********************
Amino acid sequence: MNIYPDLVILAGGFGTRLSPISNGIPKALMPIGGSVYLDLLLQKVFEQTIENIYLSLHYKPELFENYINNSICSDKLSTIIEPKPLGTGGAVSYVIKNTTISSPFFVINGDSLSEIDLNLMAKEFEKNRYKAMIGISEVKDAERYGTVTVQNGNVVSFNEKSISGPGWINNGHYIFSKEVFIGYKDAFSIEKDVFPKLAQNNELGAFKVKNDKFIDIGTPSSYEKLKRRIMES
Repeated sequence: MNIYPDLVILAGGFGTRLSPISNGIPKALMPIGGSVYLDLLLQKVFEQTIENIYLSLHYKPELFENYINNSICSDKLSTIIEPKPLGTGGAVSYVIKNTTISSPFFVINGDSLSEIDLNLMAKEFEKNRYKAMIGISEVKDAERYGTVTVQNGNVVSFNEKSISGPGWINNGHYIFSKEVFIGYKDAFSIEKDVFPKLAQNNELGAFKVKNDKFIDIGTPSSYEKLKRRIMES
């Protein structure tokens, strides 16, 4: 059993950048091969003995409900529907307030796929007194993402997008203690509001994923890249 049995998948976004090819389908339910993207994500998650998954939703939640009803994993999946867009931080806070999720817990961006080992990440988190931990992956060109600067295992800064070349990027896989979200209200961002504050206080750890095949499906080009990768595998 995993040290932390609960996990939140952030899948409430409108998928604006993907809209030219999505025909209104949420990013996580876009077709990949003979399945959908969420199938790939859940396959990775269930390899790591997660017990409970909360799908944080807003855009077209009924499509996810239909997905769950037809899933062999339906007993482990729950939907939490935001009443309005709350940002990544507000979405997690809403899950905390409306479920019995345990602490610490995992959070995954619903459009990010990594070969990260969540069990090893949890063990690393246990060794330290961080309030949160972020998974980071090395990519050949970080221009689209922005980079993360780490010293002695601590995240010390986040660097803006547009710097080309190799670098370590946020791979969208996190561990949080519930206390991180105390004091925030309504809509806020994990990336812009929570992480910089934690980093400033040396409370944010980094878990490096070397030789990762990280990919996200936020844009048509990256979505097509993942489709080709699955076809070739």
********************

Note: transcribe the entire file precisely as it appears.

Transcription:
Amino acid sequence: MNIYPDLVILAGGFGTRLSPISNGIPKALMPIGGSVYLDLLLQKVFEQTIENIYLSLHYKPELFENYINNSICSDKLSTIIEPKPLGTGGAVSYVIKNTTISSPFFVINGDSLSEIDLNLMAKEFEKNRYKAMIGISEVKDAERYGTVTVQNGNVVSFNEKSISGPGWINNGHYIFSKEVFIGYKDAFSIEKDVFPKLAQNNELGAFKVKNDKFIDIGTPSSYEKLKRRIMES
Repeated sequence: MNIYPDLVILAGGFGTRLSPISNGIPKALMPIGGSVYLDLLLQKVFEQTIENIYLSLHYKPELFENYINNSICSDKLSTIIEPKPLGTGGAVSYVIKNTTISSPFFVINGDSLSEIDLNLMAKEFEKNRYKAMIGISEVKDAERYGTVTVQNGNVVSFNEKSISGPGWINNGHYIFSKEVFIGYKDAFSIEKDVFPKLAQNNELGAFKVKNDKFIDIGTPSSYEKLKRRIMES
């Protein structure tokens, strides 16, 4: 059993950048091969003995409900529907307030796929007194993402997008203690509001994923890249 049995998948976004090819389908339910993207994500998650998954939703939640009803994993999946867009931080806070999720817990961006080992990440988190931990992956060109600067295992800064070349990027896989979200209200961002504050206080750890095949499906080009990768595998 995993040290932390609960996990939140952030899948409430409108998928604006993907809209030219999505025909209104949420990013996580876009077709990949003979399945959908969420199938790939859940396959990775269930390899790591997660017990409970909360799908944080807003855009077209009924499509996810239909997905769950037809899933062999339906007993482990729950939907939490935001009443309005709350940002990544507000979405997690809403899950905390409306479920019995345990602490610490995992959070995954619903459009990010990594070969990260969540069990090893949890063990690393246990060794330290961080309030949160972020998974980071090395990519050949970080221009689209922005980079993360780490010293002695601590995240010390986040660097803006547009710097080309190799670098370590946020791979969208996190561990949080519930206390991180105390004091925030309504809509806020994990990336812009929570992480910089934690980093400033040396409370944010980094878990490096070397030789990762990280990919996200936020844009048509990256979505097509993942489709080709699955076809070739």